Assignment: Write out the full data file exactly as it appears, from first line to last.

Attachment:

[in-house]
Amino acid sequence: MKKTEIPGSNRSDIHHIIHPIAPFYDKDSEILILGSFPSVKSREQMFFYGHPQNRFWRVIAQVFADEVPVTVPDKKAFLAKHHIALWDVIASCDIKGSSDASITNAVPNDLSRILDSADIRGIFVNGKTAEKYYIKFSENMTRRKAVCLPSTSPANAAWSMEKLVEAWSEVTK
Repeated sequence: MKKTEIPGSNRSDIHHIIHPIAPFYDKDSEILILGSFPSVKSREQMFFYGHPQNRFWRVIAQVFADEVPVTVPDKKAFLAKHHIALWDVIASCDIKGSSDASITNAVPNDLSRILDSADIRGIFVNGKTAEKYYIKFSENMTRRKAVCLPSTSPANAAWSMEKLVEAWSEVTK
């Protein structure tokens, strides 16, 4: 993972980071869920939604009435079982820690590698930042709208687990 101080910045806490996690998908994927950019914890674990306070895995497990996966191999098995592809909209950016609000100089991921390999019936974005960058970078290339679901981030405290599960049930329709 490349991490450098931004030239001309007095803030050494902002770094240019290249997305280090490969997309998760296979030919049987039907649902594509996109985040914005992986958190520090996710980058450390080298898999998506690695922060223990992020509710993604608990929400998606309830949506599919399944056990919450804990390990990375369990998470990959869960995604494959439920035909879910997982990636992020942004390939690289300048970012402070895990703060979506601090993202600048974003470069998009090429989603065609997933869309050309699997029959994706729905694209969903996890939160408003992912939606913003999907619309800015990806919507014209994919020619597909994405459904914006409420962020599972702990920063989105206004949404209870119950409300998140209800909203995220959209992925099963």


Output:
[in-house]
Amino acid sequence: MKKTEIPGSNRSDIHHIIHPIAPFYDKDSEILILGSFPSVKSREQMFFYGHPQNRFWRVIAQVFADEVPVTVPDKKAFLAKHHIALWDVIASCDIKGSSDASITNAVPNDLSRILDSADIRGIFVNGKTAEKYYIKFSENMTRRKAVCLPSTSPANAAWSMEKLVEAWSEVTK
Repeated sequence: MKKTEIPGSNRSDIHHIIHPIAPFYDKDSEILILGSFPSVKSREQMFFYGHPQNRFWRVIAQVFADEVPVTVPDKKAFLAKHHIALWDVIASCDIKGSSDASITNAVPNDLSRILDSADIRGIFVNGKTAEKYYIKFSENMTRRKAVCLPSTSPANAAWSMEKLVEAWSEVTK
């Protein structure tokens, strides 16, 4: 993972980071869920939604009435079982820690590698930042709208687990 101080910045806490996690998908994927950019914890674990306070895995497990996966191999098995592809909209950016609000100089991921390999019936974005960058970078290339679901981030405290599960049930329709 490349991490450098931004030239001309007095803030050494902002770094240019290249997305280090490969997309998760296979030919049987039907649902594509996109985040914005992986958190520090996710980058450390080298898999998506690695922060223990992020509710993604608990929400998606309830949506599919399944056990919450804990390990990375369990998470990959869960995604494959439920035909879910997982990636992020942004390939690289300048970012402070895990703060979506601090993202600048974003470069998009090429989603065609997933869309050309699997029959994706729905694209969903996890939160408003992912939606913003999907619309800015990806919507014209994919020619597909994405459904914006409420962020599972702990920063989105206004949404209870119950409300998140209800909203995220959209992925099963």